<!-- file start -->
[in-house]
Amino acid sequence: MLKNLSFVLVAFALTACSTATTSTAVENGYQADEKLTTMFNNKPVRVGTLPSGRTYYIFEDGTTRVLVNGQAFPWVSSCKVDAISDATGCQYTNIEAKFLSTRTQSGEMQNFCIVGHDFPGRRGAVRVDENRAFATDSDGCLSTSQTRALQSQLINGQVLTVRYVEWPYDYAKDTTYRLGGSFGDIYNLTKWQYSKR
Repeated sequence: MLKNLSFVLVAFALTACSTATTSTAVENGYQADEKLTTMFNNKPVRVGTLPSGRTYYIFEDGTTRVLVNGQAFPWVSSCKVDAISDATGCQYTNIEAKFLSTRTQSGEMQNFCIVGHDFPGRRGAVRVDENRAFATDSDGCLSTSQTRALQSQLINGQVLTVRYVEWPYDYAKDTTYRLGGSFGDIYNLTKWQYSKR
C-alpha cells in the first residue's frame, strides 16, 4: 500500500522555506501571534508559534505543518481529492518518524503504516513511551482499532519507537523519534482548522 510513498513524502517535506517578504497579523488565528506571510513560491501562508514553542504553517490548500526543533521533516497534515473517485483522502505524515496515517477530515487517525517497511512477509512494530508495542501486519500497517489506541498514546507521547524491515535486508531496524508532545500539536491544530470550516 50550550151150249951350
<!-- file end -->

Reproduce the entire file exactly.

[in-house]
Amino acid sequence: MLKNLSFVLVAFALTACSTATTSTAVENGYQADEKLTTMFNNKPVRVGTLPSGRTYYIFEDGTTRVLVNGQAFPWVSSCKVDAISDATGCQYTNIEAKFLSTRTQSGEMQNFCIVGHDFPGRRGAVRVDENRAFATDSDGCLSTSQTRALQSQLINGQVLTVRYVEWPYDYAKDTTYRLGGSFGDIYNLTKWQYSKR
Repeated sequence: MLKNLSFVLVAFALTACSTATTSTAVENGYQADEKLTTMFNNKPVRVGTLPSGRTYYIFEDGTTRVLVNGQAFPWVSSCKVDAISDATGCQYTNIEAKFLSTRTQSGEMQNFCIVGHDFPGRRGAVRVDENRAFATDSDGCLSTSQTRALQSQLINGQVLTVRYVEWPYDYAKDTTYRLGGSFGDIYNLTKWQYSKR
C-alpha cells in the first residue's frame, strides 16, 4: 500500500522555506501571534508559534505543518481529492518518524503504516513511551482499532519507537523519534482548522 510513498513524502517535506517578504497579523488565528506571510513560491501562508514553542504553517490548500526543533521533516497534515473517485483522502505524515496515517477530515487517525517497511512477509512494530508495542501486519500497517489506541498514546507521547524491515535486508531496524508532545500539536491544530470550516 50550550151150249951350